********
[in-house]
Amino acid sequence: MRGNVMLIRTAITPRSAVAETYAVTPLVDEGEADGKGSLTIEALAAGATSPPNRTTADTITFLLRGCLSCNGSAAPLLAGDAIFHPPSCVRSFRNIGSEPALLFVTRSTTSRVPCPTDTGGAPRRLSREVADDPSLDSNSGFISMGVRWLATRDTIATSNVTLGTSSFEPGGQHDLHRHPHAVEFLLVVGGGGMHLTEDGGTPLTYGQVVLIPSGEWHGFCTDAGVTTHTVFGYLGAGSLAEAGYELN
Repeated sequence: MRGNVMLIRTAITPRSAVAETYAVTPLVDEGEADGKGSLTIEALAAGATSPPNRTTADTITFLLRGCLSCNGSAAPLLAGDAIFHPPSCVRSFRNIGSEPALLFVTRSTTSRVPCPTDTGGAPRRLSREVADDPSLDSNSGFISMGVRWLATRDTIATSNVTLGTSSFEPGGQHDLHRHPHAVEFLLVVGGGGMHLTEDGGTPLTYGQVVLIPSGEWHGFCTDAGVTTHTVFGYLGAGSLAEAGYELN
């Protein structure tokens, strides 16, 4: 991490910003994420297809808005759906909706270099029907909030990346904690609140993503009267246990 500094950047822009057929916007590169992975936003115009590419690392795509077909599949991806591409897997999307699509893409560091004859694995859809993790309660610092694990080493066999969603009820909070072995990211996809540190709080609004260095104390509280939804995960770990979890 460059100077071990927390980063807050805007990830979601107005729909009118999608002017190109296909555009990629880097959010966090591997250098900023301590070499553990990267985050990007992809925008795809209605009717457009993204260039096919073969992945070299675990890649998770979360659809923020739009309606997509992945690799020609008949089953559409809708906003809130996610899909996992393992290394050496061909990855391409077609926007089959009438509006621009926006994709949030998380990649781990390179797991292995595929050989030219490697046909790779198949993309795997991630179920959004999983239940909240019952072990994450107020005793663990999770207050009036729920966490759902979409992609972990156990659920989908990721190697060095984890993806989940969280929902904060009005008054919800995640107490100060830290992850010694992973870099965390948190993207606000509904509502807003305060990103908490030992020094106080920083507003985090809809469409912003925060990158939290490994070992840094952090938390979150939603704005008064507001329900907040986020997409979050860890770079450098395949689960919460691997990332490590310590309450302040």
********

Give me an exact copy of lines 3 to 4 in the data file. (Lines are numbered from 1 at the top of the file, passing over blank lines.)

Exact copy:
Repeated sequence: MRGNVMLIRTAITPRSAVAETYAVTPLVDEGEADGKGSLTIEALAAGATSPPNRTTADTITFLLRGCLSCNGSAAPLLAGDAIFHPPSCVRSFRNIGSEPALLFVTRSTTSRVPCPTDTGGAPRRLSREVADDPSLDSNSGFISMGVRWLATRDTIATSNVTLGTSSFEPGGQHDLHRHPHAVEFLLVVGGGGMHLTEDGGTPLTYGQVVLIPSGEWHGFCTDAGVTTHTVFGYLGAGSLAEAGYELN
């Protein structure tokens, strides 16, 4: 991490910003994420297809808005759906909706270099029907909030990346904690609140993503009267246990 500094950047822009057929916007590169992975936003115009590419690392795509077909599949991806591409897997999307699509893409560091004859694995859809993790309660610092694990080493066999969603009820909070072995990211996809540190709080609004260095104390509280939804995960770990979890 460059100077071990927390980063807050805007990830979601107005729909009118999608002017190109296909555009990629880097959010966090591997250098900023301590070499553990990267985050990007992809925008795809209605009717457009993204260039096919073969992945070299675990890649998770979360659809923020739009309606997509992945690799020609008949089953559409809708906003809130996610899909996992393992290394050496061909990855391409077609926007089959009438509006621009926006994709949030998380990649781990390179797991292995595929050989030219490697046909790779198949993309795997991630179920959004999983239940909240019952072990994450107020005793663990999770207050009036729920966490759902979409992609972990156990659920989908990721190697060095984890993806989940969280929902904060009005008054919800995640107490100060830290992850010694992973870099965390948190993207606000509904509502807003305060990103908490030992020094106080920083507003985090809809469409912003925060990158939290490994070992840094952090938390979150939603704005008064507001329900907040986020997409979050860890770079450098395949689960919460691997990332490590310590309450302040």